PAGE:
|3||Focus on the selling concept starts at the production level.||Focus on the marketing concept starts at understanding the market.|
|4||Any company following the selling concept undertakes a high-risk||Companies that are following the marketing concept require to bare less risk and uncertainty.|
|5||The Selling Concept assumes –“customers who are coaxed into buying the product will like it. Or, if they don’t like it, they will possibly forget their disappointment and buy it again later.”||Instead of making an assumption, The marketing concept finds out what really the consumer requires and acts accordingly to them.|
|6||The Selling Concept makes poor assumptions.||The marketing concept works on facts gathered by its “market and customer first” approach.|
Societal Marketing Concept
Societal marketing concept questions whether the pure marketing concept overlooks possible conflicts between consumer short-run wants and consumer long-run welfare.
The societal marketing concept holds “marketing strategy should deliver value to customers in a way that maintains or improves both the consumer’s and society’s well-being.”
It calls for sustainable marketing, socially and environmentally responsible marketing that meets consumers’ and businesses’ present needs while also preserving or enhancing future generations’ ability to meet their needs.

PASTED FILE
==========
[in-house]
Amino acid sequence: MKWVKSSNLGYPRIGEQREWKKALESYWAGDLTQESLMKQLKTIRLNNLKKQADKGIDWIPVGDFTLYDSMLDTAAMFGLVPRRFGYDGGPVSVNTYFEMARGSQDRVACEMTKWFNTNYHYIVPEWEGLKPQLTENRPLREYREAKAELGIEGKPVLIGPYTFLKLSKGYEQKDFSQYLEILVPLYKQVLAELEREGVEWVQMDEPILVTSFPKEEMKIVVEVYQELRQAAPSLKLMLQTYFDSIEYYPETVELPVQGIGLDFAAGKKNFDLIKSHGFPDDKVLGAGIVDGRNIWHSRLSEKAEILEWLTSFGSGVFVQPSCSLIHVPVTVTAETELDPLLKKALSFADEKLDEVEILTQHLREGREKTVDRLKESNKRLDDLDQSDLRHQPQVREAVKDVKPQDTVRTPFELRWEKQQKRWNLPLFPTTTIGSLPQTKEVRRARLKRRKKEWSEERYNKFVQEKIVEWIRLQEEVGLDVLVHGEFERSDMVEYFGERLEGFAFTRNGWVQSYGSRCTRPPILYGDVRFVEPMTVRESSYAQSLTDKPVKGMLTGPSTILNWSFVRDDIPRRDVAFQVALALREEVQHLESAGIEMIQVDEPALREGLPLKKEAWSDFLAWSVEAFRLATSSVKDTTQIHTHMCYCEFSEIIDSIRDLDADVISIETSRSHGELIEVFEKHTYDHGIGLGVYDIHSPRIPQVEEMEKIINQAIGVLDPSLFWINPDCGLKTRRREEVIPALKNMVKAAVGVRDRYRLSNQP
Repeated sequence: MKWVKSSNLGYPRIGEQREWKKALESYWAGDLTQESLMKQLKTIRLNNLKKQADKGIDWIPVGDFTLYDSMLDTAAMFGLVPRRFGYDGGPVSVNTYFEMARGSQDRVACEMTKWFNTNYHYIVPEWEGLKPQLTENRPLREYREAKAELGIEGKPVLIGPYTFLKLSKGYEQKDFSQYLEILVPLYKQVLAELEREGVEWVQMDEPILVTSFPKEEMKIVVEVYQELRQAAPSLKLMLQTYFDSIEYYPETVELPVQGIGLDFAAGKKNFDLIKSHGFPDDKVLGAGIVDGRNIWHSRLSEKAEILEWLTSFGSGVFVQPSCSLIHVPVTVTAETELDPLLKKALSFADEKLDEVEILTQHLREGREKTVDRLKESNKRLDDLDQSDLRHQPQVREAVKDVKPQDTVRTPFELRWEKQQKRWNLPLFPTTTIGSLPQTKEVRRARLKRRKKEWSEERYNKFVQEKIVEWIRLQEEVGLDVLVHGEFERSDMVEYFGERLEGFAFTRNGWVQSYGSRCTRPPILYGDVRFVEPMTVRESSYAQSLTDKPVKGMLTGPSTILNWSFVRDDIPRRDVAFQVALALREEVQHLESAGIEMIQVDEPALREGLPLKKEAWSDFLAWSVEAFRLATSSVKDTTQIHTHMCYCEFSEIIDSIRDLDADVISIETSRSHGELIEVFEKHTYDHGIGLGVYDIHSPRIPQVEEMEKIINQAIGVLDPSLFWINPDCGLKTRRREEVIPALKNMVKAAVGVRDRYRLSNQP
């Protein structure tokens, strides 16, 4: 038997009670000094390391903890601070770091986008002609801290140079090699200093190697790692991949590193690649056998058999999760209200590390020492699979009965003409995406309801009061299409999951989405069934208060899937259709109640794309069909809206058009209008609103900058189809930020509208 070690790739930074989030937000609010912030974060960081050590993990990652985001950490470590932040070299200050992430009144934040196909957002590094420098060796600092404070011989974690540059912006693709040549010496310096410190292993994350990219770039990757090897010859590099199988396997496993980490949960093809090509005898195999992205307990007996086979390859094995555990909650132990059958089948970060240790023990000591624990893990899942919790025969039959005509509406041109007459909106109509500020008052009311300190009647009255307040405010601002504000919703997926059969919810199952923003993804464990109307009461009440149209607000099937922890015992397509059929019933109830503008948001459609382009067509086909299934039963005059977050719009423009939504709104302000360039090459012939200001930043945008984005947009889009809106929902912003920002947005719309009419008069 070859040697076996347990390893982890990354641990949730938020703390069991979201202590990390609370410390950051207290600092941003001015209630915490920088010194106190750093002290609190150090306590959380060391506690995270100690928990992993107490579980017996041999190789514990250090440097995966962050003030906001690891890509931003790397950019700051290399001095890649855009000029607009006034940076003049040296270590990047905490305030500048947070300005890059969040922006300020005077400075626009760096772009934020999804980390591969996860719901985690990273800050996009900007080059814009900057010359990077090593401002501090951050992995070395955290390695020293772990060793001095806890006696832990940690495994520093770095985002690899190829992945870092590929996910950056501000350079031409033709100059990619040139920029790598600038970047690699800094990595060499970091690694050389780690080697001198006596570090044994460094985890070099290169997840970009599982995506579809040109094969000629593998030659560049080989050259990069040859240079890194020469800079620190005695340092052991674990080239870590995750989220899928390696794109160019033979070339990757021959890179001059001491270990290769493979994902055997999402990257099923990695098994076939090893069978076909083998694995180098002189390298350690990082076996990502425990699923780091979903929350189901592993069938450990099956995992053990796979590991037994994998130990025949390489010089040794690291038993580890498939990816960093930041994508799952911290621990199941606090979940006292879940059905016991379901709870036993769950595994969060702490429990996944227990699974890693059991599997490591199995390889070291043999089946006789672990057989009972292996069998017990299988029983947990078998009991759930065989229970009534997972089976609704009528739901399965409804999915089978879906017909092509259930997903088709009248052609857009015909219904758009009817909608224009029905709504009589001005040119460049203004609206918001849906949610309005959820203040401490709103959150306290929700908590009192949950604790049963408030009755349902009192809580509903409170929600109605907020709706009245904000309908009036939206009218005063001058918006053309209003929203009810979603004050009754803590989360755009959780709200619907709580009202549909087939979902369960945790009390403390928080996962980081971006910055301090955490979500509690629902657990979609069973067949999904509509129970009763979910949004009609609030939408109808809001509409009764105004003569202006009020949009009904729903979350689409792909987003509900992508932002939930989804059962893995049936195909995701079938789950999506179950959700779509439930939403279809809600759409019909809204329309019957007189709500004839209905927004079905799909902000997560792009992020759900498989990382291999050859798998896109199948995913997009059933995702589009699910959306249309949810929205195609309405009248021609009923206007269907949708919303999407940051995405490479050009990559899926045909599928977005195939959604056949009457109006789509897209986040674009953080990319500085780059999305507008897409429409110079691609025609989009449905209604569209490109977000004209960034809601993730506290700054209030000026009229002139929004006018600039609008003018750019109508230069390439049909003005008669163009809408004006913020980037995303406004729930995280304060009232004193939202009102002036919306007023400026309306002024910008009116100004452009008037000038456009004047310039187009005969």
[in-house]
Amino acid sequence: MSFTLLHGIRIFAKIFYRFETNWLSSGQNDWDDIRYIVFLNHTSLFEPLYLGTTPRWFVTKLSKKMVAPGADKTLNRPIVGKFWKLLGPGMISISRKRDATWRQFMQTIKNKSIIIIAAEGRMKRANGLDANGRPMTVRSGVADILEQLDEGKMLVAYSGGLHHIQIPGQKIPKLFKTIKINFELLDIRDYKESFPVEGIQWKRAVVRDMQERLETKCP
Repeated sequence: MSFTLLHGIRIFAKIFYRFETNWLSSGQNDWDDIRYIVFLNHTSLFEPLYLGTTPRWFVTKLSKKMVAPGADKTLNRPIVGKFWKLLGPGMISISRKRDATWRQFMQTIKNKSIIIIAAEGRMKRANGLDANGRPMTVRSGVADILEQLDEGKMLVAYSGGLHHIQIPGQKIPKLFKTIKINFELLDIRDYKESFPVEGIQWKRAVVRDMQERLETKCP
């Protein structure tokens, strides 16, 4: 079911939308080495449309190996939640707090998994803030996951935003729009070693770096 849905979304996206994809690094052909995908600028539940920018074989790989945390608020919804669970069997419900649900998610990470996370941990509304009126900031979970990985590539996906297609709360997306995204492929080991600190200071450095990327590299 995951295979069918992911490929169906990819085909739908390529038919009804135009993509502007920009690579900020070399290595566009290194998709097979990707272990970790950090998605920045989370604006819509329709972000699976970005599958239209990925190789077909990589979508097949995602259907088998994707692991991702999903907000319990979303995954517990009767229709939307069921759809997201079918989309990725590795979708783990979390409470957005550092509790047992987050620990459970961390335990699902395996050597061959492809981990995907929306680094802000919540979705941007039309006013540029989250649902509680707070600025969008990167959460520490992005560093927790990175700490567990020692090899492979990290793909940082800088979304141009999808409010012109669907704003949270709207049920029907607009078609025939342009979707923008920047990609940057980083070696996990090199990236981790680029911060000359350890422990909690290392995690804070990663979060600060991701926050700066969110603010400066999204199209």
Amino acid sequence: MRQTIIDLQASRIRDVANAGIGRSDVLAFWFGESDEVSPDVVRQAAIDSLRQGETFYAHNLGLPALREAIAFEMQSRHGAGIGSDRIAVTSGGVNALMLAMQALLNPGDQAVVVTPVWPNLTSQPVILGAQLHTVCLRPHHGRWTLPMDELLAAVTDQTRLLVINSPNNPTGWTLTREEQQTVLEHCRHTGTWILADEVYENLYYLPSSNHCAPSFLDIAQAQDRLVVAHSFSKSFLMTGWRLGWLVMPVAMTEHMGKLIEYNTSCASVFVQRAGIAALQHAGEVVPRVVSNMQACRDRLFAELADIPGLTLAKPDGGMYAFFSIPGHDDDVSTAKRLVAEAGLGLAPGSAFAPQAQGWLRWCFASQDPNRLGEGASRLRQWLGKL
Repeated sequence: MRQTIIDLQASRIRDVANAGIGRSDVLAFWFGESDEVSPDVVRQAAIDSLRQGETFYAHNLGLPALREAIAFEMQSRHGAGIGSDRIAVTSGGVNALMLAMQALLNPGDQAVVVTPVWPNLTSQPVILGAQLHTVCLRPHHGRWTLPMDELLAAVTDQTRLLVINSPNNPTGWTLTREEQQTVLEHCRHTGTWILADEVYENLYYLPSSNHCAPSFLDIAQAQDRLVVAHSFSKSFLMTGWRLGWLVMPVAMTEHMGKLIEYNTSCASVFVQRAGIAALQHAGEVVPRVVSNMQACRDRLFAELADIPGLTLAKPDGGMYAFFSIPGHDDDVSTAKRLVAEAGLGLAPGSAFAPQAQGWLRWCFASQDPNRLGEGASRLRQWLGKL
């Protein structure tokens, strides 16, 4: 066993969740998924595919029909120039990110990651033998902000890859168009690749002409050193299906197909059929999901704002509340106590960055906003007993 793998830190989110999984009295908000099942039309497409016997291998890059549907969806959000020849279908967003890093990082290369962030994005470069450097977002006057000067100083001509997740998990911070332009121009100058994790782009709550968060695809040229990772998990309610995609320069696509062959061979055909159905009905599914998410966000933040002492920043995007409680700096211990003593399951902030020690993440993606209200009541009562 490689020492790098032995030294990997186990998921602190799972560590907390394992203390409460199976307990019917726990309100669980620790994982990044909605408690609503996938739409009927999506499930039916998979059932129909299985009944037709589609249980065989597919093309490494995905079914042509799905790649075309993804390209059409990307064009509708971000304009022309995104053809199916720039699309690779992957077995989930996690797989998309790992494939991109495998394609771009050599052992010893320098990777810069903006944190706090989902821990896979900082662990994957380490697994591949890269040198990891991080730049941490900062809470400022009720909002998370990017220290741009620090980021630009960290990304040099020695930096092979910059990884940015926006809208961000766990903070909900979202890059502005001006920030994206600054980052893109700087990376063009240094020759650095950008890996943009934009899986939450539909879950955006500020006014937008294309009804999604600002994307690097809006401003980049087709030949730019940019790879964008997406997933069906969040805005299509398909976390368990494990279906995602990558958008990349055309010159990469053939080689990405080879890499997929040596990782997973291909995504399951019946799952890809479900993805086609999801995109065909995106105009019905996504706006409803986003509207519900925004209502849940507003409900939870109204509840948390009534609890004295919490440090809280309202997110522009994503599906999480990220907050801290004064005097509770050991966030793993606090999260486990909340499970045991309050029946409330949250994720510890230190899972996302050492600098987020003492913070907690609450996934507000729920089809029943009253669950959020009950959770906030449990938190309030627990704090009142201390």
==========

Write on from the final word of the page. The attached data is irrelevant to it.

The Societal Marketing Concept puts human welfare on top before profits and satisfying the wants.
The global warming panic button is pushed, and a revelation is required to use our resources. So companies are slowly either fully or partially trying to implement the societal marketing concept.
This is basically a management orientation that holds that the key task of the firm is to determine the needs and wants of target markets and to adapt the organization to delivering the desired satisfactions more efficiently and effectively than its competitors in a way that preserves and enhances the well-being of the consumers in particular and the society in general.
It calls upon marketers to balance three considerations in setting their marketing policies: company profits, consumer want satisfaction and public interest.
Companies may adopt the societal marketing concept if it does not result in competitive disadvantage or loss in the company profits. It is because any contemporary company’s basic goal is to keep its customers happy and make profits through serving and satisfying customers.
Societal Marketing Concept example:-
While large companies sometimes launch programs or products that benefit society, it is hard to find a company that is fully committed socially.
We can see Adidas doing great as they continue to support Colin Kaepernick despite pressure from various parties. Tesla promises a big push for green energy with electric cars and solar roof panels/tiles.
Conclusion: Companies Follows a mix of Marketing Concepts in Real-world
Companies don’t follow a single marketing concept rigidly. They usually use a mix of marketing concepts or change it depending on the market situation, competition, and sales numbers.
Let’s overview the 5 basic marketing concepts with this infographic.